Build tools such as Webpack support a flag which allows packages to declare that they do not depend on side-effectful code at the top level of their modules, giving the tools more freedom to tree-shake code from the package. The end result of these optimizations should be smaller bundle size and better code distribution in bundle chunks after code-splitting. This optimization can break your code if it contains non-local side-effects - this is however not common in Angular applications and it's usually a sign of bad design. The recommendation is for all packages to claim the side-effect free status by setting the sideEffects property to false, and that developers follow the Angular Style Guide which naturally results in code without non-local side-effects.

More info: webpack docs on side effects

ES2022 language level

ES2022 Language level is now the default language level that is consumed by Angular CLI and other tooling. The Angular CLI down-levels the bundle to a language level that is supported by all targeted browsers at application build time.

d.ts bundling / type definition flattening

As of APF v8 it is now preferred to run API Extractor, to bundle TypeScript definitions so that the entire API appears in a single file.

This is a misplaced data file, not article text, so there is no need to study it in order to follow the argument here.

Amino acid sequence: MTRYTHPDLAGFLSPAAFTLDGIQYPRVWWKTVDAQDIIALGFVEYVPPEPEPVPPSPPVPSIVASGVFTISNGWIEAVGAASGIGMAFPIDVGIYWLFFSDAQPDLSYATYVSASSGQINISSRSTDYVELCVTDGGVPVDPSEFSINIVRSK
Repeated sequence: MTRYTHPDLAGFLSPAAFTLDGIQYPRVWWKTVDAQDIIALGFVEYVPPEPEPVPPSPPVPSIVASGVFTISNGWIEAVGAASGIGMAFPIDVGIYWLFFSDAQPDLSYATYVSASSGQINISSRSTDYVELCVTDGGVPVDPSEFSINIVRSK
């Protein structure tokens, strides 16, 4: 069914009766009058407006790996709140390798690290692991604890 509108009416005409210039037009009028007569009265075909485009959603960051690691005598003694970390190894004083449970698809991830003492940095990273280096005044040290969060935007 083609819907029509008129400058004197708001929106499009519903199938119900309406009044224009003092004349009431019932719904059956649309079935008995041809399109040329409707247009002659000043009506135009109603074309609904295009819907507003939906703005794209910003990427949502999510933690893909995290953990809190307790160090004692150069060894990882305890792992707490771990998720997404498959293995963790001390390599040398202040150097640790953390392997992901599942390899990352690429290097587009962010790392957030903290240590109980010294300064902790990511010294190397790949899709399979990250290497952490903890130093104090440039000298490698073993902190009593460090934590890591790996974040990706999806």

In prior APF versions each entry point would have a src directory next to the .d.ts entry point and this directory contained individual d.ts files matching the structure of the original source code. While this distribution format is still allowed and supported, it is highly discouraged because it confuses tools like IDEs that then offer incorrect autocompletion, and allows users to depend on deep-import paths which are typically not considered to be public API of a library or a package.


As of APF v10, it is recommended to add tslib as a direct dependency of your primary entry-point. This is because the tslib version is tied to the TypeScript version used to compile your library.


Definition of terms

The following terms are used throughout this document intentionally. In this section are the definitions of all of them to provide additional clarity.


The smallest set of files that are published to NPM and installed together, for example @angular/core. This package includes a manifest called package.json, compiled source code, typescript definition files, source maps, metadata, etc. The package is installed with npm install @angular/core.


A class, function, constant, or variable contained in a module and optionally made visible to the external world via a module export.


Short for ECMAScript Modules. A file containing statements that import and export symbols. This is identical to the definition of modules in the ECMAScript spec.


Short for ECMAScript Modules (see above).


Short for Flattened ES Modules and consists of a file format created by flattening all ES Modules accessible from an entry point into a single ES Module.